Saturday, May 15, 2010
a pentecost journal
Here’s an idea … why not every church start a Pentecost journal. This would be read every year at Pentecost. Then, after a time of silence for reflection, updates to the journal would be invited. People would name how the Spirit has been active among them in the year gone. These would be typed up, and added to the journal.
Which would be read again next year.
This would honour the Spirit as alive today, honour the Spirit as alive in history, appreciate the Spirit as diverse and creative in the life of the community, develop skills of discernment and just be plain interesting.
It is an idea that has some echoes to the Advent journals I initiated at Opawa. It emerged in my Grow and go Mission-shaped community class today. We were talking about innovation (one of the 9 National Church Life Survey indicators of a healthy church) and to make this practical, the class were introduced to a number of ways to practise creative brainstorming. In the process, as groups laughed and talked, a number of random linkages were made …
Wednesday, June 03, 2009
A few details changed, to preserve anonymity
She phoned the church, a stranger, a local, asking for a house blessing. So I popped around, with my Bible and my usual house blessing service. “What’s been happening?” I ask.
“We’ve moved recently. The ashes (of my dead relatives) aren’t happy. My partner and I are fighting heaps and we’ve been burgaled. Twice. Still got the footprints. Come and see.”
We head into the house. Sprawled on the couch are two teenagers. Seeing us, they straighten and pull the hoodie down low.
Suddenly the words of my usual house blessing service seem inappropriate. Time to jettison the words and use the symbols.
I light a candle: “This is a source of light. In the Bible, God is the light of the world. Light drives out darkness. So we are going to ask God’s light to be present and drive out darkness.”
I ask for a bowl of water: “This is a symbol of cleansing. It’s where we wash and get clean. Lets start by getting clean. One, by one, lets wash our hands. Silently, lets say sorry for how we’ve acted in this place, the fights we’ve caused.”
And so, one by one, we stoop to the Bible, using the water as a vessel by which sins might be confess. In the flicker of candle and the splashing of water, it’s starting to feel like holy ground.
Which room shall we start with, I ask? And with bowl in hand, we move from room to room. “What needs to happen here,” we ask each other. At each room, hands are dipped in the bowl and water is sprinkled. And the words and the water, together become prayers for this house, of hope and of confession.
It’s starting to feel like our holy ground, not just my holy ground. The teenagers follow. Watching.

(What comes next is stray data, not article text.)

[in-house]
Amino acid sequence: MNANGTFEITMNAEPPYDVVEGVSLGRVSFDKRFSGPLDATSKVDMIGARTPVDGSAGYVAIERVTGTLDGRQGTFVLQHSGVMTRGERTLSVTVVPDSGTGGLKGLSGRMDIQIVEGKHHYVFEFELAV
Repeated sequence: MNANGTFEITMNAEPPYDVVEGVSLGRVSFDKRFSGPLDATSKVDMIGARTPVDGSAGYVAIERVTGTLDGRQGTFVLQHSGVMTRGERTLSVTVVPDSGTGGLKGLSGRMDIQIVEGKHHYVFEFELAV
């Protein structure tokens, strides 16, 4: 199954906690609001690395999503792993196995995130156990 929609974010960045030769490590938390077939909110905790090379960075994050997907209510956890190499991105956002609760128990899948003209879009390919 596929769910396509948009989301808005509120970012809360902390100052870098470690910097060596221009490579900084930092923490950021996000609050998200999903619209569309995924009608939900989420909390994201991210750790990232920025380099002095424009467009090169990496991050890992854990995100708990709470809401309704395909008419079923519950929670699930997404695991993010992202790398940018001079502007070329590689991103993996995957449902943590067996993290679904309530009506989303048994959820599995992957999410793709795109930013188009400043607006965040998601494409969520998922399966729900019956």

We head outside. The ashes are causing problems. “They’re not happy with how much we’re fighting.”
Fascinating. At this point, the ashes are actually pointing to what might be called “sin”. I have no way to process this theologically. Can ashes talk? How do they talk? But I don’t think that a theological discussion is what’s needed.
We talk to God about what the ashes are saying: “But we’re glad God, that these ashes are reminding us of how to behave. And we want to listen, to start doing right. That’s why we washed our hands.” Again, I’m not sure of the theology, but I’m trusting the Spirit for the words.
And finally the teenagers speak. The cars, they nod. Outside on the street.
There’s lots of talk in my city about boy racers and how bad they are. Its easy to create a category called “boy racers” and place all of fears about the future of our children. Yet here I am, being asked to “do” something to the car of a boy racer.
And so we walk into the street. We ask for safety and wise decisions. The teenagers grin. And nod. It’s still feeling like our holy ground. I’m not sure whether they’ll remember on Friday night. Does it matter? Surely prayer is to God, not to these racers?
The boys stay with their car and I return inside. I’m alone with the woman and together we look at the candle.
I tell her that I’m about to blow out the candle. When I do, the candle light will go out. But God’s light need not go out in this house. God’s light can live in our hearts. Yes sure, we can blow that light in our hearts out. But simply say sorry, and invite the light back, and it always will.
She nods. And grins. Now this really is holy ground. We’ve named God in this house. The gospel has been enacted – the water of confession as the grace of cleansing. We’ve confessed sin and together we’ve talked to God – with words and actions.
I’m looking forward to returning in a few weeks, grabbing a cup of tea, talking more with this family, about what it means to walk in the light and wash in forgiveness. Such is the power of symbols, that connect human participation with the Biblical story.
Friday, April 10, 2009